Honorary degree recipients

October 05, 2005, vol. 34, no. 3



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SFU celebrates its 40th anniversary convocation ceremonies Oct. 6 and 7 with the installation on Oct. 6 of its ninth chancellor - B.C. business leader Brandt Louie. He succeeds Vancouver businessman Milton Wong, who has stepped down after six years as chancellor. The ceremonies will also recognize the academic achievements of 2,600 graduands. During the two days, Louie will confer honorary degrees on four individuals whom SFU is recognizing for their contributions to society.


Roméo Dallaire

A former lieutenant general who spent more than35 years in the Canadian Armed Forces, Roméo Dallaire will receive a doctor of laws at the Oct. 6 morning ceremony.

Dallaire is best known for his command of the United Nations Assistance Mission in Rwanda, where his leadership and courage during the 1994 Rwandan genocide is legendary.

His best-selling book, Shake Hands with the Devil - the Failure of Humanity in Rwanda, depicts humanity's failure to stop the genocide of more than 800,000 people.

It won the Governor General's literary award for non-fiction in 2004 and will be the subject of a full-length feature film to be released in 2007.

Now retired, Dallaire is a popular speaker who addresses issues such as human rights, post-traumatic stress disorder and the tragic circumstances of children caught in armed conflict. He is a fellow at the Carr centre for human rights policy, Kennedy school of government at Harvard University.

A recipient of the Order of Canada in 2002, he received the United Nations Association of Canada's Pearson peace medal in March 2005 and was appointed to the senate of Canada in June 2005.


Alfred Bader

Alfred Bader is a chemist and founder of Aldrich Chemicals (now Sigma-Aldrich), the world's largest supplier of thousands of chemicals whose availability has profoundly changed research.

During the Oct. 6 afternoon ceremony he will receive a doctor of science. Bader is also internationally recognized as an art historian and art dealer.

A well-known private collector of 17th century Dutch art, he is president of Alfred Bader Fine Arts gallery in Milwaukee. He takes particular pleasure in finding unattributed old paintings, hoping that cleaning will reveal great works.

He has sold major paintings to the Rijksmuseum in Amsterdam, the National Gallery in Edinburgh and many other museums. He is a fellow of the Royal Society of Arts in London and a frequent lecturer on the history of chemistry and art.

Known for his generous philanthropy, Bader has given major grants to chemists and students of chemistry and art history in many parts of the world.



Jeffrey Sachs

Jeffrey Sachs will receive a doctor of laws during the Oct. 7 morning ceremony.
An internationally renowned economist, he is a leader in the area of sustainable development and poverty reduction.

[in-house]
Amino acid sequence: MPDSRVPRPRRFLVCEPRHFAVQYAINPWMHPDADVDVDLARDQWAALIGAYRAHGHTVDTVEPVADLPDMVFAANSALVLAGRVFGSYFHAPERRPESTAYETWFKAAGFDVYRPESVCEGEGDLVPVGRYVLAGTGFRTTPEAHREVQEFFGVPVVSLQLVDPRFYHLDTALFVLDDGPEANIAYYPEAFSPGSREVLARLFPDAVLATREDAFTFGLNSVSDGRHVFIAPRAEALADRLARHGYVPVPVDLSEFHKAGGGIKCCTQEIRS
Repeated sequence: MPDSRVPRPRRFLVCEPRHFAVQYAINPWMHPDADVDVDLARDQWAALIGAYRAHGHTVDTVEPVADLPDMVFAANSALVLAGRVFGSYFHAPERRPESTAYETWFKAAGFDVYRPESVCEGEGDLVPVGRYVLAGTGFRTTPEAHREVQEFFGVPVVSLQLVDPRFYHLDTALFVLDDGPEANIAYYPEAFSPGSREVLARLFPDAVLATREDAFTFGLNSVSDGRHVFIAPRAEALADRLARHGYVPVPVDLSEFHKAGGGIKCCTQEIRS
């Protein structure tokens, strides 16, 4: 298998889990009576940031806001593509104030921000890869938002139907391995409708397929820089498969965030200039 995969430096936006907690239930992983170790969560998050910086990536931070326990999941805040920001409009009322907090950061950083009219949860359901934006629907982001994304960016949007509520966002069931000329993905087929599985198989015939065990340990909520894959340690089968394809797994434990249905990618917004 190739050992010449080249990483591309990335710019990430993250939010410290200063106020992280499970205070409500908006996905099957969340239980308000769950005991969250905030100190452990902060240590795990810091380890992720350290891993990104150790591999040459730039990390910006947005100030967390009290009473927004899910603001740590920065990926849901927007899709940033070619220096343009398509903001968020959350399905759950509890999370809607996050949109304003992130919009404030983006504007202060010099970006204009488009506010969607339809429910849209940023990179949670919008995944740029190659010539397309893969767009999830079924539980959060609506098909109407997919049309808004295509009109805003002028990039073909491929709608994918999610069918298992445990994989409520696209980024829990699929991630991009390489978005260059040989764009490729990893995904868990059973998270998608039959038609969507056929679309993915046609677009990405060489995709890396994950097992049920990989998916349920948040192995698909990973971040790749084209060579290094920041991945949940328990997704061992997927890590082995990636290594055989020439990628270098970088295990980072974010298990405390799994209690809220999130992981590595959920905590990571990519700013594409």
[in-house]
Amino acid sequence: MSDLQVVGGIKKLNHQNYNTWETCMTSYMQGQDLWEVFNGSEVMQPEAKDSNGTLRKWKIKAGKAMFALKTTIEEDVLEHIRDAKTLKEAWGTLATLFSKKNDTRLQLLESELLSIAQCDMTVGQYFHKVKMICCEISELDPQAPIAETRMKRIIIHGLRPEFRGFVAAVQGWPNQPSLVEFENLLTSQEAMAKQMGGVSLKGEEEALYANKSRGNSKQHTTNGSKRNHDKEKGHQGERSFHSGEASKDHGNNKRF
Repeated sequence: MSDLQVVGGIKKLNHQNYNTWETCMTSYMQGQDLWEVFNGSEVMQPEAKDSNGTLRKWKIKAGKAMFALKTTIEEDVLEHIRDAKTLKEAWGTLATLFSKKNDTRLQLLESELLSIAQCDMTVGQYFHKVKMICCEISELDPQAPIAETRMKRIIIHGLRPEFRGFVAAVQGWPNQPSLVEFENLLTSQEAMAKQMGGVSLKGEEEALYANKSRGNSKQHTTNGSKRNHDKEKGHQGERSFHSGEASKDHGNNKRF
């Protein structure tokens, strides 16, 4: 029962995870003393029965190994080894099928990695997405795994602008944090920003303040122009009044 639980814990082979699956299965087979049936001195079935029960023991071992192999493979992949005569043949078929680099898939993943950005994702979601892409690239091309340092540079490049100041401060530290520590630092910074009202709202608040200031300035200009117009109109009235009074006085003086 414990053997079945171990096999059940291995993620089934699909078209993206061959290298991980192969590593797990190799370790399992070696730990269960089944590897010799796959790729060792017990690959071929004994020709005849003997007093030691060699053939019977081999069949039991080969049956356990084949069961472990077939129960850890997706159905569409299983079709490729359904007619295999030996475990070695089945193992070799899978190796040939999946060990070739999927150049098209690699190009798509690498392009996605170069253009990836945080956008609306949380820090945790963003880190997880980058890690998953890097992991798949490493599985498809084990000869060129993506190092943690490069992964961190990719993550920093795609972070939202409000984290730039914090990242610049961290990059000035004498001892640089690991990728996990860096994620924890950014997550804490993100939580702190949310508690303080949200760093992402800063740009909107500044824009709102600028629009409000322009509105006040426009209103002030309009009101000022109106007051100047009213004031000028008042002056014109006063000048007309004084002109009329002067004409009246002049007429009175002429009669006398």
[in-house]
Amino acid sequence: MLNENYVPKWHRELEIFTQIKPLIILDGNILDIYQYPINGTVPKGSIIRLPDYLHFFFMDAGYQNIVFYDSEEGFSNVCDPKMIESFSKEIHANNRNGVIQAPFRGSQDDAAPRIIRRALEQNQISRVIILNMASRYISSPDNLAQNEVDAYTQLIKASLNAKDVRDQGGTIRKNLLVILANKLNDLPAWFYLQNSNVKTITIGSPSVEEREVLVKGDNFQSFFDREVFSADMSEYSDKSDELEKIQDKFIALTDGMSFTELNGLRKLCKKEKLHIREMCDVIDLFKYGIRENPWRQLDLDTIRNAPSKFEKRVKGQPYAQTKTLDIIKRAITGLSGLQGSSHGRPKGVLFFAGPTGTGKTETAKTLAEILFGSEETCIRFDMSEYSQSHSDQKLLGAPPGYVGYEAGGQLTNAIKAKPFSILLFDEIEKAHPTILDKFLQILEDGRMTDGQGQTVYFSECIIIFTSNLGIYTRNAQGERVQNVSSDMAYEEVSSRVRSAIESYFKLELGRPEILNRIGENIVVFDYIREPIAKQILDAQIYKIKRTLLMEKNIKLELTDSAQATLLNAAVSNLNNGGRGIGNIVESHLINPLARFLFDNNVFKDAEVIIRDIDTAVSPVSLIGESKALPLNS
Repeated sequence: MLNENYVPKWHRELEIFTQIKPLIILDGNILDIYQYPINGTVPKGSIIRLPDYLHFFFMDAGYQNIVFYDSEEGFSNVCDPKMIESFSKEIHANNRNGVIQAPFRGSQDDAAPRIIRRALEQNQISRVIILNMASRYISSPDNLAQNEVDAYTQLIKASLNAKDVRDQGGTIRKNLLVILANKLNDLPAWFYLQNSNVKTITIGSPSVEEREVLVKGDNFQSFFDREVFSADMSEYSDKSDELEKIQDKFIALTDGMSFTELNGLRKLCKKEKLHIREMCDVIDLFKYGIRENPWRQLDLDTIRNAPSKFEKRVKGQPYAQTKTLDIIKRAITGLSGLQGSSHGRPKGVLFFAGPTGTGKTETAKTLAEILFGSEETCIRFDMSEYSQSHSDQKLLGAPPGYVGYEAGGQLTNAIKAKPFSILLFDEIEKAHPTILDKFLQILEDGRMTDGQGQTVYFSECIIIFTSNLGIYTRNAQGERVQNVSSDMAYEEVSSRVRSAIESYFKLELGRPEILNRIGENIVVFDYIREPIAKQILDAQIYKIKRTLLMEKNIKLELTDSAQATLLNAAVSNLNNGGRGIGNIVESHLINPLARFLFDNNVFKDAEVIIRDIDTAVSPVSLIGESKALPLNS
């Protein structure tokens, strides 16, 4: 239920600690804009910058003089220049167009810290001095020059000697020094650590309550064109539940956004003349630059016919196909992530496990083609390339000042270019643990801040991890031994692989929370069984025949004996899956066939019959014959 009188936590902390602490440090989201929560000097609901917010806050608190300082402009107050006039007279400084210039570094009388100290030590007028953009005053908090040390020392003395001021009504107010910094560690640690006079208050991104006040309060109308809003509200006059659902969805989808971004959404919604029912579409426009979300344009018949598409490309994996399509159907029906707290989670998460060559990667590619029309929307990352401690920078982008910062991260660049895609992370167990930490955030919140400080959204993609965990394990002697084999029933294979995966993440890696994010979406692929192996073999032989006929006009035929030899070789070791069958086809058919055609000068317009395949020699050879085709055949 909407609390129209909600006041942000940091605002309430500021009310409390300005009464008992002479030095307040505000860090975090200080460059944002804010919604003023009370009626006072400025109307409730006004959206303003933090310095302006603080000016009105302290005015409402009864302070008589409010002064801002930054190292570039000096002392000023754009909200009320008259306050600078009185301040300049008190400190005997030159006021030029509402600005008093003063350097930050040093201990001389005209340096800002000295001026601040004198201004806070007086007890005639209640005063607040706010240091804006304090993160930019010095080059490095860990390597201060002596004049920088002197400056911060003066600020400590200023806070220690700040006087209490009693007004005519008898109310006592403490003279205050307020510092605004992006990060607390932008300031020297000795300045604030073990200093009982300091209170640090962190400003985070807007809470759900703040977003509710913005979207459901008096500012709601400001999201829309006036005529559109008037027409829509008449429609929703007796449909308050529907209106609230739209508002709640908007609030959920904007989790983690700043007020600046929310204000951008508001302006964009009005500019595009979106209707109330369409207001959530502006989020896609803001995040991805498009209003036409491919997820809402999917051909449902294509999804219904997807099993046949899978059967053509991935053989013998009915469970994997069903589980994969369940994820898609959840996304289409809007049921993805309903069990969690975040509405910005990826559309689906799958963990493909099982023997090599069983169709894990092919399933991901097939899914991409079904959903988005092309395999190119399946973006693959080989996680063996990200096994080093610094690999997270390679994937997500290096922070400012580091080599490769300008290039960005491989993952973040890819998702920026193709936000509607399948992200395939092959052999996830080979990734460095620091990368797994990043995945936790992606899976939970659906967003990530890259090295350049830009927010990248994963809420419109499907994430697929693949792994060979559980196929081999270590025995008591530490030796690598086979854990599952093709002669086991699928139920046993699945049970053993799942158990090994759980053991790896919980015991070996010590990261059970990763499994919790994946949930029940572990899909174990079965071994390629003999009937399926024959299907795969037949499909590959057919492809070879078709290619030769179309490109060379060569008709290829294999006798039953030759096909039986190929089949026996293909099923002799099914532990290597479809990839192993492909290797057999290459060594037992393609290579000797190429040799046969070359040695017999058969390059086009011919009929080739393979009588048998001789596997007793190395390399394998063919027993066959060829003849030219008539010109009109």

Time magazine recently named him one of the 100 most influential leaders in the world. Sachs is currently director of the Earth Institute, Quetelet professor of sustainable development and professor of health policy and management at Columbia University.
He is also a special advisor to UN Secretary-General Kofi Annan for a group of poverty reduction initiatives called the Millennium Development Goals that aim to reduce global poverty by half by 2015.

A frequent advisor on economic reforms to governments in Latin America, Eastern Europe, the former Soviet Union, Asia and Africa, Sachs also works with international agencies to promote poverty reduction, disease control and debt reduction in poor countries.

His interdisciplinary approach to solving some of the world's significant problems has earned him many awards and honours.



Allan Luke

Allan Luke is dean of Singapore's centre for research in pedagogy and practice, Asia Pacific's largest funded educational research centre.

An alumnus of SFU's faculty of education, Luke is involved in redefining that nation's education system, rated among the best in the world, in response to the demands of cultural and economic globalisation.

He is currently the principal investigator of the Singapore government-funded $4 million Core project, which sets out to describe the schooling and achievement patterns among 850,000 multilingual students.

Luke was previously dean of the top-rated graduate school of education in Australia, and served as Queensland's deputy director general and chief adviser to the minister of education.

He has published more than 150 articles and chapters and 14 books, the latest of which is Struggles over Difference. He has received the Educational Press Association merit award for scholarly excellence and the gold medal for lifetime achievement from the Australian college of education.

In 2003 he received the inaugural IBM/Bulletin award as Australia's leading educator.

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